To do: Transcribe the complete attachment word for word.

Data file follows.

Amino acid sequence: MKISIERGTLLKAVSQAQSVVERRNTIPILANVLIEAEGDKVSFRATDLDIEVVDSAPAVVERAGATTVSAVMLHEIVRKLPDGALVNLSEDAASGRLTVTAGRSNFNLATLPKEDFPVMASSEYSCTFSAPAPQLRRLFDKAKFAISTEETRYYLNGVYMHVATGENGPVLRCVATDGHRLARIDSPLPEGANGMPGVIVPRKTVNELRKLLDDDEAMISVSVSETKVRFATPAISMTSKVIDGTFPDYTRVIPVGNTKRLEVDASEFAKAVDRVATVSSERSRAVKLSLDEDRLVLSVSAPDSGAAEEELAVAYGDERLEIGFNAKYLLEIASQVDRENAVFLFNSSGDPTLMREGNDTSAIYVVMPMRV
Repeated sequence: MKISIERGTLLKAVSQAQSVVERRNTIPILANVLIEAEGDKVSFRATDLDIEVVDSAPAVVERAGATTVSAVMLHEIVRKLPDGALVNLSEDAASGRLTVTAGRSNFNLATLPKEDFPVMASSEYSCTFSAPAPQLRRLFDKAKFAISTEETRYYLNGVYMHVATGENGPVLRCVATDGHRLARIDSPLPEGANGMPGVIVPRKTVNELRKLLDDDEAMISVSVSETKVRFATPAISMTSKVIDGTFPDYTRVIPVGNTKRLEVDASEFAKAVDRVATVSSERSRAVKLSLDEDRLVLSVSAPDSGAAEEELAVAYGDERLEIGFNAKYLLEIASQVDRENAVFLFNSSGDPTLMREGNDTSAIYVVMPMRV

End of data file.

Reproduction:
Amino acid sequence: MKISIERGTLLKAVSQAQSVVERRNTIPILANVLIEAEGDKVSFRATDLDIEVVDSAPAVVERAGATTVSAVMLHEIVRKLPDGALVNLSEDAASGRLTVTAGRSNFNLATLPKEDFPVMASSEYSCTFSAPAPQLRRLFDKAKFAISTEETRYYLNGVYMHVATGENGPVLRCVATDGHRLARIDSPLPEGANGMPGVIVPRKTVNELRKLLDDDEAMISVSVSETKVRFATPAISMTSKVIDGTFPDYTRVIPVGNTKRLEVDASEFAKAVDRVATVSSERSRAVKLSLDEDRLVLSVSAPDSGAAEEELAVAYGDERLEIGFNAKYLLEIASQVDRENAVFLFNSSGDPTLMREGNDTSAIYVVMPMRV
Repeated sequence: MKISIERGTLLKAVSQAQSVVERRNTIPILANVLIEAEGDKVSFRATDLDIEVVDSAPAVVERAGATTVSAVMLHEIVRKLPDGALVNLSEDAASGRLTVTAGRSNFNLATLPKEDFPVMASSEYSCTFSAPAPQLRRLFDKAKFAISTEETRYYLNGVYMHVATGENGPVLRCVATDGHRLARIDSPLPEGANGMPGVIVPRKTVNELRKLLDDDEAMISVSVSETKVRFATPAISMTSKVIDGTFPDYTRVIPVGNTKRLEVDASEFAKAVDRVATVSSERSRAVKLSLDEDRLVLSVSAPDSGAAEEELAVAYGDERLEIGFNAKYLLEIASQVDRENAVFLFNSSGDPTLMREGNDTSAIYVVMPMRV